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Mustard is the third important oilseed crop in the world after soybean (Glycine max) and palm (Elaeis guineensis Jacq.) oil. Among the seven edible oilseed cultivated in India, mustard (Brassica spp.) contributes 28.6% in the total oilseeds production. In India, it is the second most important edible oilseed after groundnut sharing 27.8% in the India's oilseed economy. The share of oilseeds is 14.1 % out of the total cropped area in India, mustard accounts for 3% of it. The global production of mustard and its oil is around 38-42 % and 12-14 mt, respectively. India contributes 28.3% and 19.8%…mehr

Produktbeschreibung
Mustard is the third important oilseed crop in the world after soybean (Glycine max) and palm (Elaeis guineensis Jacq.) oil. Among the seven edible oilseed cultivated in India, mustard (Brassica spp.) contributes 28.6% in the total oilseeds production. In India, it is the second most important edible oilseed after groundnut sharing 27.8% in the India's oilseed economy. The share of oilseeds is 14.1 % out of the total cropped area in India, mustard accounts for 3% of it. The global production of mustard and its oil is around 38-42 % and 12-14 mt, respectively. India contributes 28.3% and 19.8% in world acreage and production. India produces around 6.7 mt of mustard next to China (11-12 mt) and EU (10-13 mt) with significant contribution in world mustard industry. The mustard group broadly includes Indian mustard, yellow sarson, brown sarson, raya, and toria crops. Indian mustard [Brassica juncea (L.)] is predominantly cultivated in Rajasthan, UP, Haryana, Madhya Pradesh, and Gujarat. It has good yield potential, wide adaptability and possesses high oil content of good quality.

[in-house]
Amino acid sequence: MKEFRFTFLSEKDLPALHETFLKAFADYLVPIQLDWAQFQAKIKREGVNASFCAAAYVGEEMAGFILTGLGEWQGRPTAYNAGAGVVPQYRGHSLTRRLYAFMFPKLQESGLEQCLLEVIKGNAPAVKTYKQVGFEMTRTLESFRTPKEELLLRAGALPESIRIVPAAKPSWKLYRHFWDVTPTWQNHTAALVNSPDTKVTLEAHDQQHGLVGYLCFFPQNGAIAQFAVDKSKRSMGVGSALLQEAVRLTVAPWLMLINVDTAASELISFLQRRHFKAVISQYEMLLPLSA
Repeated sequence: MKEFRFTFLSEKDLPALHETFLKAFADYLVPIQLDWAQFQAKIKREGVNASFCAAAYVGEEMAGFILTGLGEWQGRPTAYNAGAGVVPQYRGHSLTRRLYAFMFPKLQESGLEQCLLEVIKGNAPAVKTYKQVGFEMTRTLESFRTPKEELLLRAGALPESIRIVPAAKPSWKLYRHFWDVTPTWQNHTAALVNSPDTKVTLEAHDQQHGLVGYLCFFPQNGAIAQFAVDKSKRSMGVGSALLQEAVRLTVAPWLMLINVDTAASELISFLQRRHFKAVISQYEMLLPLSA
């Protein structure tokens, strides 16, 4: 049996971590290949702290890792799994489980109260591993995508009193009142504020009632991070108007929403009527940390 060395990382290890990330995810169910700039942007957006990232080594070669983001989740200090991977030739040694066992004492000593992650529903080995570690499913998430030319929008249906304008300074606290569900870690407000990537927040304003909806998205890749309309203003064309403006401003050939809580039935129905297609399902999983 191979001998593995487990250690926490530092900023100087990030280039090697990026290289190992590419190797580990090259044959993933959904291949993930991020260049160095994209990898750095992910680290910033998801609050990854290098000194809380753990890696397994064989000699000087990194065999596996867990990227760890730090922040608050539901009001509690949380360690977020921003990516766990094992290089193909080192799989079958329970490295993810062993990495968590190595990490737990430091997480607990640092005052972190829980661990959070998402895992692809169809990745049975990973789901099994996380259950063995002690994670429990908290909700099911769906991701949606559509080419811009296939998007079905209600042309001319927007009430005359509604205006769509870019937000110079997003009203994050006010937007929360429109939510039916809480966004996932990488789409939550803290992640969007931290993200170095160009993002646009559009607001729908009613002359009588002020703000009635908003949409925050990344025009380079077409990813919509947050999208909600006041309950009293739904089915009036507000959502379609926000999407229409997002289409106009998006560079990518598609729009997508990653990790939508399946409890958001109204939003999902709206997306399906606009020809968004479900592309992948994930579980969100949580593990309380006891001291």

Autorenporträt
Ratan Lal Solanki - Doctor of Philosophy in Agriculture, Agricultural Chemistry and Soil Science, Department of Agricultural Chemistry and Soil Science, Rajasthan College of Agriculture.